Three Simple Annoyance Busters for Your Windows PC

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Install updates without rebooting, constrain Windows Media Center’s drive space to a limit you prefer, and force apps to run full-screen.

THIS MAY COME as a shock to you, but Windows doesn’t always behave as it should. Fortunately, I know a few tricks that can rehabilitate your PC. This month, I’ll outline how to avoid automatic reboots after Windows Update runs. I’ll also describe how to limit the amount of disk space Windows Media Center can use. And I’ll share a trick for automatically opening apps in full-screen mode.



Stop Reboots After Automatic Updates
You step away from your computer for a little while, and when you come back, your windows and your work are gone. Why? Because Windows downloaded some updates and then took it upon itself to reboot without asking you for permission to do so. Gah! This very thing happened to me not long ago, and I lost some in-progress work as a result. More precisely, I had instructed the Windows Update pop-up to postpone re - booting for 4 hours—and I just happened to be away from the PC when that timer ran out. Unlucky me. A ridiculously easy fi x for this exists, and I’m kicking my - self for not applying it sooner. If you’ve been plagued by the same problem, here’s what you need to do:

1. In Vista, click Start, type Windows Update, and click Enter. In XP, open the Control Panel and select Automatic Update from the menu of options.

2. In Vista, click the Change Settings option at left. In XP, you can simply skip to step 3.

3. Change the setting to Download updates but let me choose whether to install them (in Vista) or Download up - dates for me, but let me choose when to install them (in XP).

4. Click OK.
That’s it. Windows may still nag you about installing up - dates, but at least it won’t reboot without your permission.



Prevent Windows Media Center From UsingYour Entire Hard Drive
I’m a big fan of the Windows Media Center software that comes baked into most versions of Vista and Windows 7. Specifi cally, I use it in conjunction with a TV tuner (four of them, in fact) to transform my PC into a DVR that rivals TiVo, in my humble opinion. Just one problem: If you use Windows Media Center to record TV shows, it can consume almost your entire hard drive. For example, suppose that you confi gure it to record 30 Rock, The Office, Mad Men, or whatever your favorite shows may be. By default, WMC records an unlimited number of episodes of each TV series you specify; but if a few weeks go by before you have a chance to sit down and watch anything (that’s what a DVR is for, right?), the accumulating shows may fi ll your hard drive to the brim—leaving you little or no room for anything else. The solution to this problem is to limit the amount of space WMC can claim for TV recording. Here’s how to proceed:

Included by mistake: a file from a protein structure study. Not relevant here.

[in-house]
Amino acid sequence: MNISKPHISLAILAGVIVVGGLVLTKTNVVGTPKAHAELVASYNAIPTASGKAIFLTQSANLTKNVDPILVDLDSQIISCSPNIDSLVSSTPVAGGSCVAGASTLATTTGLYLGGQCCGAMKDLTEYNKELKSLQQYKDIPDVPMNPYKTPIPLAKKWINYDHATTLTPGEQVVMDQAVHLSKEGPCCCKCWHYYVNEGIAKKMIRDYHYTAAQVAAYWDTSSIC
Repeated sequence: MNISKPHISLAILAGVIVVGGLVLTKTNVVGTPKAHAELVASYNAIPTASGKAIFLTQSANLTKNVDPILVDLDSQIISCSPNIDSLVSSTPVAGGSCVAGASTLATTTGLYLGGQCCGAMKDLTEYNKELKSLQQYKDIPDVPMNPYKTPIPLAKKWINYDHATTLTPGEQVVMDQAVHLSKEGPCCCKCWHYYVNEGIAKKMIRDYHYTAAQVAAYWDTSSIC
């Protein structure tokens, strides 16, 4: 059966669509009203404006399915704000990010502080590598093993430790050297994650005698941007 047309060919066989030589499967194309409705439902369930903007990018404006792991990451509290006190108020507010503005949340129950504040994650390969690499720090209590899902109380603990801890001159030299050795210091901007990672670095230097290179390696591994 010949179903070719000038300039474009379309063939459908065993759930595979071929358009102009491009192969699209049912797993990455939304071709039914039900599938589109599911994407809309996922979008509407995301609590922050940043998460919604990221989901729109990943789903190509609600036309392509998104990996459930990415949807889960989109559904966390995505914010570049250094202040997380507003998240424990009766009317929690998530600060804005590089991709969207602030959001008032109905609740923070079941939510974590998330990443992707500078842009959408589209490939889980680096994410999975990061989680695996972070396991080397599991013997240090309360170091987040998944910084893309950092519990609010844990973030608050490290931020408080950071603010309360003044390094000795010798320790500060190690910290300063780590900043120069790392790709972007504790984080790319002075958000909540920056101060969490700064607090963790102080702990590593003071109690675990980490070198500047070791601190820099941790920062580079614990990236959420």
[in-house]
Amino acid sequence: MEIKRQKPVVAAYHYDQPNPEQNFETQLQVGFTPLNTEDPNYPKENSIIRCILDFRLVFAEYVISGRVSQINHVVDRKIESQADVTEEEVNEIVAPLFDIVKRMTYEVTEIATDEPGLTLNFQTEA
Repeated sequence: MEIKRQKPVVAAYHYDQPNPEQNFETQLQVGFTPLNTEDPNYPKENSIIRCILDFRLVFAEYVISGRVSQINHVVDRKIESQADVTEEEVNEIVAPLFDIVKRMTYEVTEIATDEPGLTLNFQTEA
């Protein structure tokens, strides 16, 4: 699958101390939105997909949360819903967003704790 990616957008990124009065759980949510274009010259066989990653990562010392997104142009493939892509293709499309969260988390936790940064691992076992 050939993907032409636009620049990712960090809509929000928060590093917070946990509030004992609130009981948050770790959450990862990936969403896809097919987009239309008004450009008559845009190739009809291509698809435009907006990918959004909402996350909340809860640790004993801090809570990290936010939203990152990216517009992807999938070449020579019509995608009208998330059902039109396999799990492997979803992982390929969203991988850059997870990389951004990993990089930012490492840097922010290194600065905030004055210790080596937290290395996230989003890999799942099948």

1. Start Windows Media Center.

2. Scroll down to Tasks, and then over to Settings, and click that option (or press ).

3. Choose Recorder, and then Recorder Storage. (These options will appear only if you have a TV tuner installed and configured.)

4. Use the minus arrow located next to the redundantly named ‘Maximum TV limit’ to decrease the storage maximum (in 25GB increments) available for Windows Media Center’s use.

5. Click Save to finish the operation.



Force Programs to Run at Full-Screen Size
Reader Bill has a problem with Internet Explorer 8, which he runs in Windows XP: Every time he starts the browser, it opens in a reduced-size window rather than at full-screen size. Then he has to maximize it manually every time. What a hassle! I encountered the same annoyance with Excel 2007. Fortunately, it’s easy to force any program to run maximized (that is, at fullscreen size) when you start it. Here’s how:

1. Right-click the program’s shortcut, and click Properties.

2. The Properties window will open with the Shortcut tab selected. Click the pull-down menu next to Run, and choose Maximized.

3. Click OK, and you’re done.

Henceforth, whenever you start that program using that shortcut, it should automatically give you a full-screen window.


Source of Information : PC World December 2009

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